FF 1052 KNOX class Electronics
Electronic equipment is vital to all aspects of escort ship and patrol frigate operations. These ships require electronic equipment long range eyes and ears to detect potential threats and to direct their own weapons. Other electronic equipment is used for electronic countermeasures, navigation, and communication.
The most obvious electronic features of these ships are their radar antennas, normally rotating as they transmit energy beams that will be reflected back to the antennas when they encounter objects. The presentation of these radar pictures are shown on viewing scopes located in the combat information center, on the bridge, and in other key positions of the ships.
The KNOX class escort ships have an SPS 40 air search radar and SPS 10 navigation radar, both mounted on the "mack" structure. In addition, a smaller radar for directing the 5 inch gun is mounted on a director above the bridge. In the patrol frigate more advanced radars will be provided, probably the SPS 49 air search, SPS 55 surface search, and a gunfire control radar. These radars permit the detection and tracking of air and surface objects, and navigation when near shore.
For the detection of submarines these ships are fitted with advanced sonar equipment. The KNOX class ships have the bow mounted SQS 26CX sonar, which is capable of passive and active detection. As noted earlier, in the passive mode the sonar listens for sounds generated by a submarine's machinery and the movement of the undersea craft through the water; in the active mode an acoustic pulse is transmitted through the water and reflects back to the sonar when it encounters an underwater object. The SQS 26CX sonar has exceeded expectations in detection range during actual use and has proved superior to earlier sonars. The sonar is linked to fire control systems for anti submarine weapons, providing automatic transfer of target information to the weapons. In addition, the SOS 35 independent variable depth sonar is being fitted into the stern of these ships.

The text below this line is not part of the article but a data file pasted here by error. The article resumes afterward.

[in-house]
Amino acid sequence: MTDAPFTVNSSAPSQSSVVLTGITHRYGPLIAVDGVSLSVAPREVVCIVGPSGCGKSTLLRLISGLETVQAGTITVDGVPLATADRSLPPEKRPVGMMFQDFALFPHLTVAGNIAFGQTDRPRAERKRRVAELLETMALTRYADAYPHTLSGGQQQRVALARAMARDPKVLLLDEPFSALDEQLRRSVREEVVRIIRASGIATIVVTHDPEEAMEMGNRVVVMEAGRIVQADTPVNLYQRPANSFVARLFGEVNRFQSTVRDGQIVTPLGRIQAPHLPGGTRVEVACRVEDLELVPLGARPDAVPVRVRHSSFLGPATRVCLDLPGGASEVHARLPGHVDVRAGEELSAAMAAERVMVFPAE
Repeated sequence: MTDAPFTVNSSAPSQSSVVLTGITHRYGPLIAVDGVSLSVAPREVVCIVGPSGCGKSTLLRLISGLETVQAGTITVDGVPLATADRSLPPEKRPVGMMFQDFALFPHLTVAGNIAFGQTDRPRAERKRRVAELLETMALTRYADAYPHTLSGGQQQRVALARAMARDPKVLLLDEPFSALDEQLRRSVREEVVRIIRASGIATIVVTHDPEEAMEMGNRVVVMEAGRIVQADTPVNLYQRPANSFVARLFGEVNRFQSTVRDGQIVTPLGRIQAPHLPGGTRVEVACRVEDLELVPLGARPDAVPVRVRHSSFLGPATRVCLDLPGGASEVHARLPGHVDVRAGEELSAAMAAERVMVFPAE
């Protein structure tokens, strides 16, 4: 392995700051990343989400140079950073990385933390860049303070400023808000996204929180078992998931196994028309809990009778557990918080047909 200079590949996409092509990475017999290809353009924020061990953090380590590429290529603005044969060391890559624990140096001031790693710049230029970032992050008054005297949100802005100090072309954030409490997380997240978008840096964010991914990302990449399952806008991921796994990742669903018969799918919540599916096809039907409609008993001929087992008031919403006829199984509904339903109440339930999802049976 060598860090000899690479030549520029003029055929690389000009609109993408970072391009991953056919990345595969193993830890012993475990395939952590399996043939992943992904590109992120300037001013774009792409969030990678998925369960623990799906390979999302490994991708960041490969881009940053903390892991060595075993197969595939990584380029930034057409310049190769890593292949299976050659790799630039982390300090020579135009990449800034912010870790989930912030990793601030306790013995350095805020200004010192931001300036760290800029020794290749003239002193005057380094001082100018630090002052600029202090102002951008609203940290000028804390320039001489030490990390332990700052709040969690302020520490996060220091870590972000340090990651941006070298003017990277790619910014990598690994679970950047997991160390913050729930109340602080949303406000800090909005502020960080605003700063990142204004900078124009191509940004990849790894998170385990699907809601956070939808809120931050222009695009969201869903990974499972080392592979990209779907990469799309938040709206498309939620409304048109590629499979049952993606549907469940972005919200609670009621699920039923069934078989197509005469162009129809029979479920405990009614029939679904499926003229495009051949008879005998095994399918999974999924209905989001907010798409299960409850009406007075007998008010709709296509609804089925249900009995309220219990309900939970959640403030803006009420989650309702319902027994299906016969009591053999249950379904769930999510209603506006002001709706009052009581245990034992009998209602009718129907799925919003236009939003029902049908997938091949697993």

Variable depth sonar is lowered by cable into the water behind the ship, placing the sensitive listening equipment away from ship noises and below the noisy interface where air and water meet, and possibly below "cold layers" that can interfere with sonar performance. This sonar can be used independently or in conjunction with the ship's bow mounted sonar. The SQS 26 sonar is similar to that carried by larger destroyers and frigates.
Helicopter facilities permit them to operate the helicopter of the Light Airborne Multi Purpose System (LAMPS). This helicopter, described in detail in a later section, carries several submarine detection devices. Data from the helicopter's sensors can be transmitted automatically to the escort ship or patrol frigate for analysis by the computers and control centers. Electronic warfare equipment also is installed in ships of these categories to detect hostile electronic transmissions, jam the guidance of enemy missiles, and confuse their homing devices to increase the ship's survivability against detection and attack. Finally, numerous radios are fitted for tactical communications with aircraft and other ships in the area, and for administrative communications with shore bases and senior commanders.
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